Leakages Increase by 15% Globally in the First Half of 2016


Back to news The Gemalto company, that specialises in digital security, has estimated that every second, 35 leakages occur worldwide. In total, in the first half of 2016, there were recorded 974 incidents in the global database Breach Level Index, managed by Gemalto. It is 15% more than in the second half of 2015. According to Breach Level Index, in Russia there were only 4 leakages in six months. For comparison, in the USA there were recorded 728 incidents, in the UK - 61, in Japan - 7. In 29 cases, recorded by Breach Level Index in the first half of 2016, the scale of leakages exceeded one million records, but in most cases information about the amount of compromised data is unknown. The global "flow" of stolen or lost data in six months increased by one third, compared with the previous six months, and approached 555 million records. By the end of the year, according to Gemalto's experts, the global amount of leakages will exceed one billion. In the first half of 2016, the main threat came from outside, and external attacks resulted in 69% of incidents. The second most relevant source of leakages is accidental data loss (18%), insiders' actions take the second place in the list of main risks (9%). Cybercriminals were interested the most in the users’ personal data: 64% of leakages is connected with hacking accounts. The most affected industry was healthcare which accounted for 27% of incidents. Gemalto has been renewing the Breach Level Index base since 2013. Since then, hackers have gained unauthorised access to 4.8 billion data records. The Gemalto experts do not just fix the number of incidents around the world, but conduct a comparative analysis to distinguish minor incidents from serious ones.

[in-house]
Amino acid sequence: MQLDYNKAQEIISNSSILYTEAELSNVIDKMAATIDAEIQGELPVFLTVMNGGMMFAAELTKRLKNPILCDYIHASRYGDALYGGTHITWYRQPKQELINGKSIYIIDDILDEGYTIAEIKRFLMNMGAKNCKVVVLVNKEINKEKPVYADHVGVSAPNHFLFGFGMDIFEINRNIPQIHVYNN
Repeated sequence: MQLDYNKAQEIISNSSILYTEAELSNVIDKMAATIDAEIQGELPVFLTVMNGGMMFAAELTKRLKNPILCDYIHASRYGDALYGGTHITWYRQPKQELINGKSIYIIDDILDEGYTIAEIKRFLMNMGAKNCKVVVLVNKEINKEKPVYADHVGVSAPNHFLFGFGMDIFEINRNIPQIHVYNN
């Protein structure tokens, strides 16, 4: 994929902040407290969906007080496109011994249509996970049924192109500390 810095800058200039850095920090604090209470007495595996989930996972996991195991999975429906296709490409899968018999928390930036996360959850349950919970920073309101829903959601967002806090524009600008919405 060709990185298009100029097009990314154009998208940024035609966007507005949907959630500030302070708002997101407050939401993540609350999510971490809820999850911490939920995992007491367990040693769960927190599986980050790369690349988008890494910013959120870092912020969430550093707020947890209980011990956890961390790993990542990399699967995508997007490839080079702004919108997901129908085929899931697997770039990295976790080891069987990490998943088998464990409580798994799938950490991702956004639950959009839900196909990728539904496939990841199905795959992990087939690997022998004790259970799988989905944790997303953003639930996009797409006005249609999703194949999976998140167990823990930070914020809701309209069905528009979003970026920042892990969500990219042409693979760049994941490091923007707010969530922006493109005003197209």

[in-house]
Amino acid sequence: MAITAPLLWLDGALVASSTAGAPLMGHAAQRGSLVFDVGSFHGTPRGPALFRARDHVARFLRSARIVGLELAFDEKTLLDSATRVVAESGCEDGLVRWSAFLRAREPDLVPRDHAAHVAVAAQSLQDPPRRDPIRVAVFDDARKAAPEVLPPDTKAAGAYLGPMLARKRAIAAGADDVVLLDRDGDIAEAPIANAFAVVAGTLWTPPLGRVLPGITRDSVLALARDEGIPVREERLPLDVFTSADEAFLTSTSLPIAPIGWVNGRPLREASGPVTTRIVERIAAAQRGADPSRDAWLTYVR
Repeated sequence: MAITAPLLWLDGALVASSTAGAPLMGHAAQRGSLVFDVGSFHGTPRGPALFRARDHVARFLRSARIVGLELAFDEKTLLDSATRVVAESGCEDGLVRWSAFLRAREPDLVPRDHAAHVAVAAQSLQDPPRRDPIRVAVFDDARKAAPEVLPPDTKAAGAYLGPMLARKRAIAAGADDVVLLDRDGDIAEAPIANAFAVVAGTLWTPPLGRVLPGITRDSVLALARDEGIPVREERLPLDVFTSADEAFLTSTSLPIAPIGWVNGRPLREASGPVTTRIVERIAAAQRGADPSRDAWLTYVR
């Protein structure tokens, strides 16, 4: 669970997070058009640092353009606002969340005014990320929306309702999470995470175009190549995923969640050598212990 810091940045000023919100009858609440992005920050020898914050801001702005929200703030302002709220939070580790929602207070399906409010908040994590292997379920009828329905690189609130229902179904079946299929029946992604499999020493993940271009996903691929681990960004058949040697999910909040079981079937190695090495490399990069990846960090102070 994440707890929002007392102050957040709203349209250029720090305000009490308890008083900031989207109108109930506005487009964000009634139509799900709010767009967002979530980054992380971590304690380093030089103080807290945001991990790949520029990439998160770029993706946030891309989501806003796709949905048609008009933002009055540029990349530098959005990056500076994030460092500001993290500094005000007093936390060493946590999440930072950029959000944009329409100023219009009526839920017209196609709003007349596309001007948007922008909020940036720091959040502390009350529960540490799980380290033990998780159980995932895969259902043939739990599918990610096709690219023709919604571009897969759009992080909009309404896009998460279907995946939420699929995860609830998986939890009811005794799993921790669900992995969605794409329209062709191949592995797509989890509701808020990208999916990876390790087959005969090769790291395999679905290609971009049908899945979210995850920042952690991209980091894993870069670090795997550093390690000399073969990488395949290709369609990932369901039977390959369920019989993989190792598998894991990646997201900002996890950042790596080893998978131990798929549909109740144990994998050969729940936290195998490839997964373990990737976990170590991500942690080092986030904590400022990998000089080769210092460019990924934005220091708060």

"Leakage of hundred million usernames is unlikely to have the same devastating effect as leakage of one million accounts with social security numbers (SSN) and other personal information that can be used for financial gain," explained Jason Hart, Gemalto’s head of the technical department on data protection.
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